Aristotle on Function and Virtue

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Aristotle on Function and Virtue

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Title: Aristotle on Function and Virtue
Author: Korsgaard, Christine
Citation: Korsgaard, Christine M. 2008. Aristotle on function and virtue. In The Constitution of Agency, 151-173. Oxford: Oxford University Press. Originally published in History of Philosophy Quarterly 3(3): 259-279.
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Abstract: According to Plato and Aristotle, a virtue is a quality that makes you good at performing your function. Aristotle thinks that the human function is rational activity. This chapter asks how the moral virtues could contribute to rational activity. It distinguishes five different answers suggested by the text of the Nicomachean Ethics, and examines their merits and demerits. Combining the most promising of them, it argues that in Aristotle's theory, rationality is a potential that is actualized by the acquisition of the virtues. By providing correct evaluative perceptions, the moral virtues bring the soul into a transformed condition in which appetites and passions are caused by rational considerations.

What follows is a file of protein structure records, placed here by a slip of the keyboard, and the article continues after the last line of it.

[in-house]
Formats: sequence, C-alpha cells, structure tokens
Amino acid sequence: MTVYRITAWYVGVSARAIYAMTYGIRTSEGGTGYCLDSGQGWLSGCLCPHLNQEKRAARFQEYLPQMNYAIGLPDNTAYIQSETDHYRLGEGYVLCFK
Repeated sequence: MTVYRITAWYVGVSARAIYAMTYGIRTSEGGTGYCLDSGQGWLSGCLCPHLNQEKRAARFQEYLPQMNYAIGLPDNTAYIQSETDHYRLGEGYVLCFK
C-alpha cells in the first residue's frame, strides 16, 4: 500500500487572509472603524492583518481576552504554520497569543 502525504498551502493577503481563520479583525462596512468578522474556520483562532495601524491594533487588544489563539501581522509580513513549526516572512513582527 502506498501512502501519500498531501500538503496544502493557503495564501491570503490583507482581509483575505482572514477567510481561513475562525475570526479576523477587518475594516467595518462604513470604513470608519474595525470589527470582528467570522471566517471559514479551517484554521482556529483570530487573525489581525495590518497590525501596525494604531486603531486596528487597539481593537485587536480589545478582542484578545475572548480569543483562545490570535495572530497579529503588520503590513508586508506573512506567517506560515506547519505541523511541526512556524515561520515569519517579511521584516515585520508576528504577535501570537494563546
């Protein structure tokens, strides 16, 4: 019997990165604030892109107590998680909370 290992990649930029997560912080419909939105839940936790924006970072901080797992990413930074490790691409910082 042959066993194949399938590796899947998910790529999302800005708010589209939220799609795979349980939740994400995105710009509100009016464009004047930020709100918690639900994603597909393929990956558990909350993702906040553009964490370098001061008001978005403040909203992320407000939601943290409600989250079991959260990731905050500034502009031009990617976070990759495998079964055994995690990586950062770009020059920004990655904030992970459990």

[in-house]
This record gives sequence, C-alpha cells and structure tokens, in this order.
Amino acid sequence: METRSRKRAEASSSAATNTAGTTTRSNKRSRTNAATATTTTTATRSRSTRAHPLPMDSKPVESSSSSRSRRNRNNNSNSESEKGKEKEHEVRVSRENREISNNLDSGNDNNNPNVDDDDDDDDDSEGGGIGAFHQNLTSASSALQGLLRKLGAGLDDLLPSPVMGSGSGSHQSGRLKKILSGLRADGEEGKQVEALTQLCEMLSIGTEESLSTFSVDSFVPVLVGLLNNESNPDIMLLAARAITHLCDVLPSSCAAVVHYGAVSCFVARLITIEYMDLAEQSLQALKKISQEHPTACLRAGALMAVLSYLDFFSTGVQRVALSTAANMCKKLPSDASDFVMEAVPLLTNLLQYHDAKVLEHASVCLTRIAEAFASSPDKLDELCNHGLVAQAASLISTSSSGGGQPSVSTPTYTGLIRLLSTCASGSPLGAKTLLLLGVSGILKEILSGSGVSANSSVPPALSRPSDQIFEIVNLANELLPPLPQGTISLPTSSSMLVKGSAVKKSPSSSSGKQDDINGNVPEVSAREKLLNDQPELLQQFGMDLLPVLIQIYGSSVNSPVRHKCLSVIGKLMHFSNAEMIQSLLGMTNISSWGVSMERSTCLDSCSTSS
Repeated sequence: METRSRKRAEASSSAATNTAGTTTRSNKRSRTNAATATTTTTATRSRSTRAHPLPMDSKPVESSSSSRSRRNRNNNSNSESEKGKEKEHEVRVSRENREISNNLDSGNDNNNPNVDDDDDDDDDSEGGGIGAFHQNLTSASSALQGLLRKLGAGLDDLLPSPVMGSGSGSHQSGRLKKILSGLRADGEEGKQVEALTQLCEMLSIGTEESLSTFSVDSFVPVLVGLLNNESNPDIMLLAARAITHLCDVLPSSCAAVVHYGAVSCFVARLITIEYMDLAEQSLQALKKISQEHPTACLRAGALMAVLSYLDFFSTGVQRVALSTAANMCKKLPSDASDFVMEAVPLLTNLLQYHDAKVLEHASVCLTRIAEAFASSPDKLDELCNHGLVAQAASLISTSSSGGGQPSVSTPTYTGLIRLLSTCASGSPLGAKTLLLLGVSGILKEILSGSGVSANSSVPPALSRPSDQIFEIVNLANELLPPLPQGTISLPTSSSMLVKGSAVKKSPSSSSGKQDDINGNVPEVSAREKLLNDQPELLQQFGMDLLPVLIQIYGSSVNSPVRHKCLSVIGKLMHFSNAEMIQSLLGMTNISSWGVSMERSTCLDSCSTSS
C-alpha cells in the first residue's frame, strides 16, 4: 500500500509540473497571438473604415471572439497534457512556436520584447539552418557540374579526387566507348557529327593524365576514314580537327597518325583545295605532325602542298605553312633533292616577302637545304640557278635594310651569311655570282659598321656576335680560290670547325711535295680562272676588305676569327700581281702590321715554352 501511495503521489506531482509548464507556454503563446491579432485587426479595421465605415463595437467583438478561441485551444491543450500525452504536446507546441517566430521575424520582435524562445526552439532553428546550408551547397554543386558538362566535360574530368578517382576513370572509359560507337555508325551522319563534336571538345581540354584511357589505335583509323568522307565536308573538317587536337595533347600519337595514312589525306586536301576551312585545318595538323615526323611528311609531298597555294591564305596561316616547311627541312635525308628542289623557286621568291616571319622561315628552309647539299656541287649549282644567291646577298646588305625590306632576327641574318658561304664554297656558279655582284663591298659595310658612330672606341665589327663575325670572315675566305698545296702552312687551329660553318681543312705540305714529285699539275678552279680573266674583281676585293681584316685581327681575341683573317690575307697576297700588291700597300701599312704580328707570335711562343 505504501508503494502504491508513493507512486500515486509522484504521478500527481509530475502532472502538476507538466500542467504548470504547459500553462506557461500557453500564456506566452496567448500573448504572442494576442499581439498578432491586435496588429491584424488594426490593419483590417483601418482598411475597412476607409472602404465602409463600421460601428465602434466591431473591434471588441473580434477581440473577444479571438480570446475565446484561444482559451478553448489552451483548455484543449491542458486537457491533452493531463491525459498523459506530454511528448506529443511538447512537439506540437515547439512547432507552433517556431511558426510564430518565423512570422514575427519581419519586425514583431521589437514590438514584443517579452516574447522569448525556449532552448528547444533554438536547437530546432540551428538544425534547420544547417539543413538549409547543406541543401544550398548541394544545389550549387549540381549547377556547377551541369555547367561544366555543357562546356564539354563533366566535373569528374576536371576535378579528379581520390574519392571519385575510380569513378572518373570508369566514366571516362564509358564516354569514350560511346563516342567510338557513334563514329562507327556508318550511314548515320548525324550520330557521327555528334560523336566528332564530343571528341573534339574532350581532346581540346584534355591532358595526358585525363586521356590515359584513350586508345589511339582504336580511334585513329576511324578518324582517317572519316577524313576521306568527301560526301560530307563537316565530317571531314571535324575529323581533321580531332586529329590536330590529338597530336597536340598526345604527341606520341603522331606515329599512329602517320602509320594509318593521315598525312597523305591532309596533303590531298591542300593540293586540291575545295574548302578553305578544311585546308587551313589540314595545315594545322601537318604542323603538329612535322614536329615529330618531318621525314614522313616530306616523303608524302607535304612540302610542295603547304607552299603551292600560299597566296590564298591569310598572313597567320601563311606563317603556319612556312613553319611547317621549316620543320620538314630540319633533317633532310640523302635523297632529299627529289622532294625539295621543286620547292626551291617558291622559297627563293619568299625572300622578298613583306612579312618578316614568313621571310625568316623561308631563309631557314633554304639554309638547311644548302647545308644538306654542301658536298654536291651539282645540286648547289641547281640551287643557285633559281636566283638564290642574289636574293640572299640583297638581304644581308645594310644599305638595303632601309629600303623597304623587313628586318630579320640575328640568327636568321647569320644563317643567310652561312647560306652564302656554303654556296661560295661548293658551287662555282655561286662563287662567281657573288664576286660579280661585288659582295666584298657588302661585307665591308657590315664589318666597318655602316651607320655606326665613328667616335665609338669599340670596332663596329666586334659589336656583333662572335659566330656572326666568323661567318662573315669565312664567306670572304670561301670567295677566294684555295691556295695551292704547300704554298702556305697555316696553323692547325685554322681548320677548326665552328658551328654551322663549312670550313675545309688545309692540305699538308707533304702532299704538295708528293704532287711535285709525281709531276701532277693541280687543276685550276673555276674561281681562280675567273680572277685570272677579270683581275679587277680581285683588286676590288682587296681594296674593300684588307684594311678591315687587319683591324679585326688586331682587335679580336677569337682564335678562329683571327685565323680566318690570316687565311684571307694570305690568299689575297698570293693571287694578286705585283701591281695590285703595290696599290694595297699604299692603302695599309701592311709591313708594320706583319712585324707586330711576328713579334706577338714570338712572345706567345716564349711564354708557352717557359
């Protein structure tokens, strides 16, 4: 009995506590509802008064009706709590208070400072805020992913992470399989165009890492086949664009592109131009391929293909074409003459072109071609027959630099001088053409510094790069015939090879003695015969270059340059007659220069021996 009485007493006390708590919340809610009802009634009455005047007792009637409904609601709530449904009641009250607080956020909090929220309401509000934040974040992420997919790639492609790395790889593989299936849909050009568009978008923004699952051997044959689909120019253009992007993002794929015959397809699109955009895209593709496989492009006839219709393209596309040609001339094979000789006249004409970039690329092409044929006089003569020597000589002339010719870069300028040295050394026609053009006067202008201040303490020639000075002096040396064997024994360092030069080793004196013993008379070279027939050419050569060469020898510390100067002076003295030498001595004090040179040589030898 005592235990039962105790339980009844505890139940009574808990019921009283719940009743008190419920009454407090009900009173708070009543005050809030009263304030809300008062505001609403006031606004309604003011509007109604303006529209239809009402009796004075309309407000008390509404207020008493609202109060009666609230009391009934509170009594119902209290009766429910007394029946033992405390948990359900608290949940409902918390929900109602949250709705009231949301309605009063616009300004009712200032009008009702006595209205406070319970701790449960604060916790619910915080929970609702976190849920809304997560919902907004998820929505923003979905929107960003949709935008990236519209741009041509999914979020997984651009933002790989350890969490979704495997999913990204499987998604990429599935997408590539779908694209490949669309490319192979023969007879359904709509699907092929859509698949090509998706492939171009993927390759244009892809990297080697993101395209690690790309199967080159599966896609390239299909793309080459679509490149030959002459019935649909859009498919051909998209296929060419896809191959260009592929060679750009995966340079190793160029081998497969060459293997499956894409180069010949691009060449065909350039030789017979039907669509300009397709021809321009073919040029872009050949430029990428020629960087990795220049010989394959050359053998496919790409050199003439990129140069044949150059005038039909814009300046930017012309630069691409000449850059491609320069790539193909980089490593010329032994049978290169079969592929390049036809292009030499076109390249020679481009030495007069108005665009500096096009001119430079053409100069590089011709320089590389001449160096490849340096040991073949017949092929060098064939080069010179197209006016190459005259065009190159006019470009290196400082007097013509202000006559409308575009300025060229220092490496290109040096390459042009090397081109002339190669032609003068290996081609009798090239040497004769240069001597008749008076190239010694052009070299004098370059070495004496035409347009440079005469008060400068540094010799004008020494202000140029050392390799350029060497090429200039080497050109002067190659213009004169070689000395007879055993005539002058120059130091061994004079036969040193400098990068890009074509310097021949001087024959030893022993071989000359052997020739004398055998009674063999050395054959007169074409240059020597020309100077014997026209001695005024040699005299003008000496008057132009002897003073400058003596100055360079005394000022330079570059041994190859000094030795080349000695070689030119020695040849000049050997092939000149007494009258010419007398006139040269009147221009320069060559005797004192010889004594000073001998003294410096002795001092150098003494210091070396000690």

Published Version: http://dx.doi.org/10.1093/acprof:oso/9780199552733.003.0006
Citable link to this page: http://nrs.harvard.edu/urn-3:HUL.InstRepos:3209550

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  • FAS Scholarly Articles [7106]
    Peer reviewed scholarly articles from the Faculty of Arts and Sciences of Harvard University
 
 

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